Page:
Government of Portugal
|Government of Portugal|
|Portuguese: Governo de Portugal|
Logo of the Government of Portugal
|Appointed by||President of the Republic|
|Main organ||Council of Ministers|
|Responsible to||Assembly of the Republic and President of the Republic|
|Headquarters||Prime Minister's Official Residence
|This article is part of a series on the
politics and government of
The Government of Portugal is one of the four sovereignty bodies of the Portuguese Republic, together with the President of the Republic, the Assembly of the Republic and the courts. It is both the body of sovereignty that conducts the general politics of the country and the superior body of the Portuguese public administration.
The Government of Portugal is also referred as the Government of the Portuguese Republic, the Portuguese Government or simply the Government.
The term "constitutional government" or simply "government" also refers to collective ministry in the sense of the team of ministers and its period of government under one Prime Minister.
The Government comprises the Prime Minister, ministers and secretaries of State (junior ministers). Certain governments also include one or more vice prime ministers and under-secretaries of State. Each minister usually heads a ministry and has assigned to him or her one or more secretaries of State.
After the elections for the Assembly of the Republic or the resignation of the previous government, the President listens to the parties in the Assembly of the Republic and invites someone to form a government.
The Prime Minister chooses the persons that he or she finds fit. Then the President swears in the Prime Minister and the Government.
The Government has political, legislative and administrative functions. These include, among other things, the power to negotiate with other countries or international organizations, to submit bills to the Assembly of the Republic, to issue decrees and to take administrative choices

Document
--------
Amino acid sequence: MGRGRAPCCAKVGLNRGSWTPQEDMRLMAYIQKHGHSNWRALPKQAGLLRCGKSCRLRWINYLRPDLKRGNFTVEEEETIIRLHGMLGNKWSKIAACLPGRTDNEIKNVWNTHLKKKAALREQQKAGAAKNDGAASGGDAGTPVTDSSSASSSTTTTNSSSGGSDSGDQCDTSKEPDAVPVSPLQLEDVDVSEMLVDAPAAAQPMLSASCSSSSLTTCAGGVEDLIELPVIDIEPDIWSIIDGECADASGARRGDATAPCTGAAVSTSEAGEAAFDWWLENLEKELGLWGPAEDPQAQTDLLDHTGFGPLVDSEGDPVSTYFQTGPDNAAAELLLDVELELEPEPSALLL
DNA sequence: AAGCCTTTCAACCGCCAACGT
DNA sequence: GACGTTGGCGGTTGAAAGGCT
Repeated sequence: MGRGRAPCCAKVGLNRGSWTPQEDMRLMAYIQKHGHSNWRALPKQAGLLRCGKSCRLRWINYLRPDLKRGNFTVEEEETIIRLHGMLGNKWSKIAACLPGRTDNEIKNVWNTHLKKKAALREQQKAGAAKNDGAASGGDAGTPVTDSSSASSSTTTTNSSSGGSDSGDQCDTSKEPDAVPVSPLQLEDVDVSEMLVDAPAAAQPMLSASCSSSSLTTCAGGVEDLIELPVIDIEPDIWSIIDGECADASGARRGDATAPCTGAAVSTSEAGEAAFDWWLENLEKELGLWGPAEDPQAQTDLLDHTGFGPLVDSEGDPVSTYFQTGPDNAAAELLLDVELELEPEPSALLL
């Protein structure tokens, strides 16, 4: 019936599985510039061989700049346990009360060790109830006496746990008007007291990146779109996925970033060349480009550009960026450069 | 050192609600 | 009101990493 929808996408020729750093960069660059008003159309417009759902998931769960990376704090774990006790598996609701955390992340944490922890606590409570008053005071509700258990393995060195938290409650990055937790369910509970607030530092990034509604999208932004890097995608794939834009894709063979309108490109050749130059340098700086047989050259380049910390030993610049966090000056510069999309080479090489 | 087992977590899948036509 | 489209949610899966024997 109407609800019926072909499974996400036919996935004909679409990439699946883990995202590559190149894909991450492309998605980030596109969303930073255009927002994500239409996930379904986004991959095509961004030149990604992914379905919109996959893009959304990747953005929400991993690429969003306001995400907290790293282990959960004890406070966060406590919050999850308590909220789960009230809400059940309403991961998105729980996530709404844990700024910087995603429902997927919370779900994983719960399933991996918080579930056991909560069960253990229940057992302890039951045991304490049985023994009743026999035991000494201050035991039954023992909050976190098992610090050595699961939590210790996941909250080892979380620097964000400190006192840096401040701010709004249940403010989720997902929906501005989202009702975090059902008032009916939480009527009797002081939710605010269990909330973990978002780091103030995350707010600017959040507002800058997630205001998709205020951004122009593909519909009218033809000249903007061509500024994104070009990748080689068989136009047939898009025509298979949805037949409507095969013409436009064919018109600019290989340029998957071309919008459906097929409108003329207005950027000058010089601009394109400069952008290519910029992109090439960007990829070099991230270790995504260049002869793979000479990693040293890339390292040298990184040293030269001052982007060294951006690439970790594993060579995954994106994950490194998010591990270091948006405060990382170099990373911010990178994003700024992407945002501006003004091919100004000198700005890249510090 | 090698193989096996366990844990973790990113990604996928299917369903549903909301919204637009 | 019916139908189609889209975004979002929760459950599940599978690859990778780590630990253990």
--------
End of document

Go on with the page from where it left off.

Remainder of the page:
The government guides its actions by the governmental program and implements it in the State budget that is submitted to Assembly of the Republic each year, in the laws that it proposes, in the decrees that it issues in the Portuguese Council of Ministers, and in individual decisions made by its members.
There are no guarantees that the government will stick to its government program, but if it fails to do so, its actions will be judged by the citizens in forthcoming elections.
The Government may also be questioned by the other three sovereignty organs: the President of the Republic, the Assembly of the Republic and the courts. The President may veto governmental decrees and a government bill may fail to pass in the Assembly of the Republic, where a motion of no confidence may be approved.
The Council of Ministers
The Council of Ministers is a collegial executive body within the Government of Portugal. It is usually presided over by the Prime Minister, but the President of the Republic can preside over it at the Prime Minister's request. Besides the Prime Minister, the vice prime ministers and all ministers are members of the Council of Ministers. When the Prime Minister finds it fit, certain Secretaries of State can also attend its meetings, but without being able to vote.
List of governments (since 1976)
- I (1976–78)
- II (1978)
- III (1978)
- IV (1978–79)
- V (1979–80)
- VI (1980–81)
- VII (1981)
- VIII (1981–83)
- IX (1983–85)
- X (1985–87)
- XI (1987–91)
- XII (1991–95)
- XIII (1995–99)
- XIV (1999–2002)
- XV (2002–04)
- XVI (2004–05)
- XVII (2005–09)
- XVIII (2009–11)
- XIX (2011–2015)
- XX (2015)
- XXI (2015 - present)